A former “slave” in the cult-like group NXIVM testified in court Wednesday she was sexually assaulted by founder Keith Raniere after her female master ordered her “to seduce him.”
“I follow Keith into the house and he took me straight upstairs,” the woman, identified by prosecutors only as Sylvie, told jurors in Brooklyn federal court on Wednesday. “He told me to undress and lie on my back on the bed. He then went down on me and I just remembered it felt like it was going on for a really long time.”
Raniere, 58, is accused of running a sex-cult pyramid scheme that branded and enslaved women while promoting NXIVM as a self-improvement organization to the public. He is charged with sex trafficking, racketeering conspiracy, child exploitation, and child pornography. Raniere has pleaded not guilty to all the charges.
Sylvie, a 32-year-old native of Britain, first became involved with NXIVM in 2005. Then an 18-year-old professional horse jumper, she was invited to the farm of Seagram liquor heiress Clare Bronfman. The farm, she later learned, was connected to NXIVM headquarters in nearby Albany, New York and Brofman was the group’s operations director and one of its largest donors.
She was quickly indoctrinated into the community after Brofman paid for her 16 self-fulfillment intensive courses, which cost about $3,500 and included a nondisclosure agreement that required members refer to Raniere as “Vanguard.”
Over the next decade, Sylvie’s continued an on-and-off relationship with NXIVM while she continued a career as a horse jumper, and later a professional runner under the coaching of Raniere.
In 2015, fellow NXIVM member Monica Duran offered her the chance to join a elite “master-slave program” that would help her “overcome her fears” by submitting herself to Duran’s orders.
The program was a secret sorority known as DOS, which prosecutors allege “slaves” would allegedly be forced to have sex with Raniere and brand themselves with his initials near their crotch with a cautery pen without anesthesia. In opening statements on Tuesday, Raniere’s attorney Marc Agnifilo called DOS a “women’s organization” Raniere felt women needed.
Her first assignment was to send Raniere explicit photos of herself to an attempt to “seduce him,” which were accidently seen by her father. After asking Duran if she could stop sending the photos, Sylvie was ordered to meet Raniere in person so he “could take [her picture].” If she didn’t comply, Sylvie said Duran would release her “collateral,” a handwritten letter addressed to her parents falsely claiming she was a prostitute.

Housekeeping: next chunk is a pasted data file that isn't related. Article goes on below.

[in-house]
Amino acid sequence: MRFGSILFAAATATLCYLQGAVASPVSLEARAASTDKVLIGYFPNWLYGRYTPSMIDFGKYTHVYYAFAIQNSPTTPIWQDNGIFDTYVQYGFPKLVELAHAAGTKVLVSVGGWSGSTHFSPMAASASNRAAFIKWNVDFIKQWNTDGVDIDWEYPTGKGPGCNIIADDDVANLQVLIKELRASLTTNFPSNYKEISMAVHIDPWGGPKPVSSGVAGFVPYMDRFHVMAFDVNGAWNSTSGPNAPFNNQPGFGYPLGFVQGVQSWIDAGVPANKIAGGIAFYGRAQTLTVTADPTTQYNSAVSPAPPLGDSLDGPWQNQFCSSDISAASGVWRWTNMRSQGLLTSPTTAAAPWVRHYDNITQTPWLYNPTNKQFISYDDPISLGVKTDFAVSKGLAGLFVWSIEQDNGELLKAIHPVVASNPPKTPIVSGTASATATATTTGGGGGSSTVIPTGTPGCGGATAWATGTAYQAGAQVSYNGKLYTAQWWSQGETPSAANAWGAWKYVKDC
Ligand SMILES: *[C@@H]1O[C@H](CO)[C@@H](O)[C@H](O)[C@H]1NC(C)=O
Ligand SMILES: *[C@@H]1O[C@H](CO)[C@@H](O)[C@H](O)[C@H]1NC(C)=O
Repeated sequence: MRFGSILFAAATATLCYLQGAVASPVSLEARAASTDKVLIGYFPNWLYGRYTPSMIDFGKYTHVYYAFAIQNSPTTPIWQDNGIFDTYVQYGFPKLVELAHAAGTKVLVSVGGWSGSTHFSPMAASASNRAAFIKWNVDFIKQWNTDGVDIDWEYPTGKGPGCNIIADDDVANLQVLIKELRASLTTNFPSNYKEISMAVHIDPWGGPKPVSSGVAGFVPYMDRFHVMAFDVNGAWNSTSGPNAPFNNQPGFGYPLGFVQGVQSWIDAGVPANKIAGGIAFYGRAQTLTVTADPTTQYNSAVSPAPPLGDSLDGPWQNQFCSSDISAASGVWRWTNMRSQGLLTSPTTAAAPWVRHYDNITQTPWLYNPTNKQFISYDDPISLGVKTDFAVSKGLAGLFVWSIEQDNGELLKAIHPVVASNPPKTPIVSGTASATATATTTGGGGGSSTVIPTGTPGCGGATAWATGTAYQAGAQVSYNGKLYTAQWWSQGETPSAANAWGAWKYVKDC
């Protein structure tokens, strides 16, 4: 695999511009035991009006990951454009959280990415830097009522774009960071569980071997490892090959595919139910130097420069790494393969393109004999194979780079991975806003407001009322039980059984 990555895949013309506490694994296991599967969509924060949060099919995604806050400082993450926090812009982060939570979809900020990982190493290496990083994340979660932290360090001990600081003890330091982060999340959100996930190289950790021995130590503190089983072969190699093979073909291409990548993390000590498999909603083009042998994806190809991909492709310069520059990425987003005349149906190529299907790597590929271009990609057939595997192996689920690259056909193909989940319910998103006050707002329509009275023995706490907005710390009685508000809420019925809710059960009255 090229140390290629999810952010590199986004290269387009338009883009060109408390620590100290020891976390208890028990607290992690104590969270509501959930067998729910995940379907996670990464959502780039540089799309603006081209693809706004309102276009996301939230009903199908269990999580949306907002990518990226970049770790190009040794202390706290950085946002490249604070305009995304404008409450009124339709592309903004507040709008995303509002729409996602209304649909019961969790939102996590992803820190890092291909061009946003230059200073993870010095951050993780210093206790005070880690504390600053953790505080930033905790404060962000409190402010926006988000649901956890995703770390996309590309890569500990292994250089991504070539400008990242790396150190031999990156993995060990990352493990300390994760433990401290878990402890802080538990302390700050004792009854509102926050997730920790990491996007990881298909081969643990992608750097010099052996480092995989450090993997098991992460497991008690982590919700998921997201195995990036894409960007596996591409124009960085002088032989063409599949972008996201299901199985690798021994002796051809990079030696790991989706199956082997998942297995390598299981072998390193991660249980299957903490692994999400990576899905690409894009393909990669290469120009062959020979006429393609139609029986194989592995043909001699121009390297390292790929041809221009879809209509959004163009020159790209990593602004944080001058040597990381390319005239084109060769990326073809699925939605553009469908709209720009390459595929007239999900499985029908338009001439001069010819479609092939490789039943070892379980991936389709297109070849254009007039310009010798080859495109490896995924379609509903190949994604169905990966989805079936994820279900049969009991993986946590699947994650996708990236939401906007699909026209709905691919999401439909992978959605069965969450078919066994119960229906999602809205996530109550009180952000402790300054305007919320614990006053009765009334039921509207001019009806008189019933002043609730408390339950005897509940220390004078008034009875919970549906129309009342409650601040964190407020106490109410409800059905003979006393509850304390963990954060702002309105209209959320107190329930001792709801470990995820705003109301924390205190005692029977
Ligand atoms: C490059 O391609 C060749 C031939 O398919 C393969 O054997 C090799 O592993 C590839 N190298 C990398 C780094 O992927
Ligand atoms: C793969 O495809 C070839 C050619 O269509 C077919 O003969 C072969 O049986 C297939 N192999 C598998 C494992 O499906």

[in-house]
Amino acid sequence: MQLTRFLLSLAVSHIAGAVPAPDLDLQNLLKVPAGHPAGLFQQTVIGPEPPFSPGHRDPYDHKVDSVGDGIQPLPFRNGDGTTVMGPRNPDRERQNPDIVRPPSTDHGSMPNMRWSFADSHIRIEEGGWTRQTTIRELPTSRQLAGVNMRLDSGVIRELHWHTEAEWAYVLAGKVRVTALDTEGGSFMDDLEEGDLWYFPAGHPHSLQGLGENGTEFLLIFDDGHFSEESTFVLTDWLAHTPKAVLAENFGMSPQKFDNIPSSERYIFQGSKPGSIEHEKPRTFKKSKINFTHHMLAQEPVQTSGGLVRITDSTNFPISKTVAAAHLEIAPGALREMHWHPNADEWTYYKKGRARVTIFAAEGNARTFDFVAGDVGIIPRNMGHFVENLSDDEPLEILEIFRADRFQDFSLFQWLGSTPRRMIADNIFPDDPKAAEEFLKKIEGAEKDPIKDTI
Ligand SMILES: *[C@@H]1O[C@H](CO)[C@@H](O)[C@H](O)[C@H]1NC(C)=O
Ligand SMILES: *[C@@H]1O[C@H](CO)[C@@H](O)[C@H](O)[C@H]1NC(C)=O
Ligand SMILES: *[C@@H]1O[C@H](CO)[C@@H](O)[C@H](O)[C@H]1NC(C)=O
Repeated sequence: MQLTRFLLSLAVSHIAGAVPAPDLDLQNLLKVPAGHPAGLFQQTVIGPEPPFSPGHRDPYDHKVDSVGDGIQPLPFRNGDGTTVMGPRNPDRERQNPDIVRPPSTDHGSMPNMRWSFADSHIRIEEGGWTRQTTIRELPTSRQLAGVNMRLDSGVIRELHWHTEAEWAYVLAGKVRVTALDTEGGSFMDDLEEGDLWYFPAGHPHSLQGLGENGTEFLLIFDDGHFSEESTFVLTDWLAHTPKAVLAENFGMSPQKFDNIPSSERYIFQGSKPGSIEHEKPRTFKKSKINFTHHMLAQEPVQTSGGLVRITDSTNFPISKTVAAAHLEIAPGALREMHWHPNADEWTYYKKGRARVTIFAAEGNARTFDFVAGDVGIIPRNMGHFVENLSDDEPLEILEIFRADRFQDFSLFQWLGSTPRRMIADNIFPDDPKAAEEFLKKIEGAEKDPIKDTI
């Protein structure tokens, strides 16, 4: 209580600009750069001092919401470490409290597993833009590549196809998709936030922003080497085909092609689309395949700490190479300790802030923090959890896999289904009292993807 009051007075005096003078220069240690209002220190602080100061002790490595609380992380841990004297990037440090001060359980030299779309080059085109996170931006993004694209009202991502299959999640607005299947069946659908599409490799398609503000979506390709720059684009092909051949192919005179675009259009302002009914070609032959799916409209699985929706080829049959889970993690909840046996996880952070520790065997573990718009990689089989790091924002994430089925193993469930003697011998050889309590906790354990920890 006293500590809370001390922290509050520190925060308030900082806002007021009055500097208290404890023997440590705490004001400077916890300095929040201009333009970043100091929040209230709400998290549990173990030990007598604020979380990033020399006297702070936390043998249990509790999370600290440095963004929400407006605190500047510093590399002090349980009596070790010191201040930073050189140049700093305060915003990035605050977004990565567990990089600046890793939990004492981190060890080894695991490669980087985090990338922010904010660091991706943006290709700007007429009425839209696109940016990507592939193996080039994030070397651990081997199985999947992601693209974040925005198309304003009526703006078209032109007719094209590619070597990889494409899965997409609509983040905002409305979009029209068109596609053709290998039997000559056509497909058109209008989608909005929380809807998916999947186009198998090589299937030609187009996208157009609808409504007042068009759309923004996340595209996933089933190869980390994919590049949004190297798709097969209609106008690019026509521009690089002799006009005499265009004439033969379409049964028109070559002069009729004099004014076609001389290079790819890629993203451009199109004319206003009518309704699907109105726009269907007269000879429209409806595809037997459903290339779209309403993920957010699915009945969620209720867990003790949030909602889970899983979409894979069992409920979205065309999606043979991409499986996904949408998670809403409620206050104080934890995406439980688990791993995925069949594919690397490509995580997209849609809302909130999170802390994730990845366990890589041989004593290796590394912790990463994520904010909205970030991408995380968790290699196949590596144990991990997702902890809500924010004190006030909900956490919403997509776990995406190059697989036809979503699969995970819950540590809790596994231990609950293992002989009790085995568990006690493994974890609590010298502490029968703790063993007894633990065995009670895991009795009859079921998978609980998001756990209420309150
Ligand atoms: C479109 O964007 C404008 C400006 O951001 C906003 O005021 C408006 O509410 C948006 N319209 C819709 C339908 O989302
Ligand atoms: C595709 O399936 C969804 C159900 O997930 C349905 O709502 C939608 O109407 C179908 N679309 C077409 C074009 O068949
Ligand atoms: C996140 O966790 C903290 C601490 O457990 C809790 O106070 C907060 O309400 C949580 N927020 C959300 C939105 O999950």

Meeting her outside the house, Raniere brought her into a room upstairs with a “big bed with white dirty sheets” and told her to undress.
“I was terrified but I knew what I had to do,” she testified Wednesday while Raniere watched emotionlessly from across the courtroom in a blue sweater and white button-down shirt. “I made sounds I thought I should be making so it would finish.”
“It was a whole different realm of darkness,” Sylvie added Wednesday, fighting back tears. “I felt so much shame and I still do honestly. The whole time was filled with lies, secrets, and darkness.”
When asked by the prosecution if she wanted to “participate,” Sylvie said “no, but it was a command from my master.”
Sylvie said she first thought NXIVM was too “touchy feely” and so “spooked” after her first day of classes, she threw up.
“The girls are very focused on food and their weight,” she said. “On my first day there, they took me to lunch and I got a slice of pizza and they didn’t eat anything.”
On the second day of the training, Sylvie took a class called “suppressives,” in which NXIVM’s co-founder Nancy Salzman taught about people who try to tear down those around them. Sylvie testified she related to what Salzman was teaching and “became very motivated because I was afraid I might be a bad person.”
Sylvie left NXIVM in 2017 after the news broke of that DOS was physically and sexually abusing women.
She finished testifying Wednesday, emphasizing that many in the community had a hard time believing DOS’ existence or hoffiic allegations because “many thought that the women were lying just like we were taught.”